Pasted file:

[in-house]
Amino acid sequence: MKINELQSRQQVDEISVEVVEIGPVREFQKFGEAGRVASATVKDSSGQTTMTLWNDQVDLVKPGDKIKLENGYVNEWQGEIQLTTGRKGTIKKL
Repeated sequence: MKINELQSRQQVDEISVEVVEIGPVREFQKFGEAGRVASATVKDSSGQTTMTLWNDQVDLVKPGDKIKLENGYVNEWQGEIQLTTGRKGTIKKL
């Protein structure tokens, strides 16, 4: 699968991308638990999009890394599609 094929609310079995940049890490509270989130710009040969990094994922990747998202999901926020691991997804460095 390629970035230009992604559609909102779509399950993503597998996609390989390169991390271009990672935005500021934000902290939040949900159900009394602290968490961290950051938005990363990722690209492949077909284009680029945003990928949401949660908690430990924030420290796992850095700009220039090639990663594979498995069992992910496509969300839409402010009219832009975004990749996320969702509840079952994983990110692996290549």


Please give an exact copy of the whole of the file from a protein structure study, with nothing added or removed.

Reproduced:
[in-house]
Amino acid sequence: MKINELQSRQQVDEISVEVVEIGPVREFQKFGEAGRVASATVKDSSGQTTMTLWNDQVDLVKPGDKIKLENGYVNEWQGEIQLTTGRKGTIKKL
Repeated sequence: MKINELQSRQQVDEISVEVVEIGPVREFQKFGEAGRVASATVKDSSGQTTMTLWNDQVDLVKPGDKIKLENGYVNEWQGEIQLTTGRKGTIKKL
């Protein structure tokens, strides 16, 4: 699968991308638990999009890394599609 094929609310079995940049890490509270989130710009040969990094994922990747998202999901926020691991997804460095 390629970035230009992604559609909102779509399950993503597998996609390989390169991390271009990672935005500021934000902290939040949900159900009394602290968490961290950051938005990363990722690209492949077909284009680029945003990928949401949660908690430990924030420290796992850095700009220039090639990663594979498995069992992910496509969300839409402010009219832009975004990749996320969702509840079952994983990110692996290549």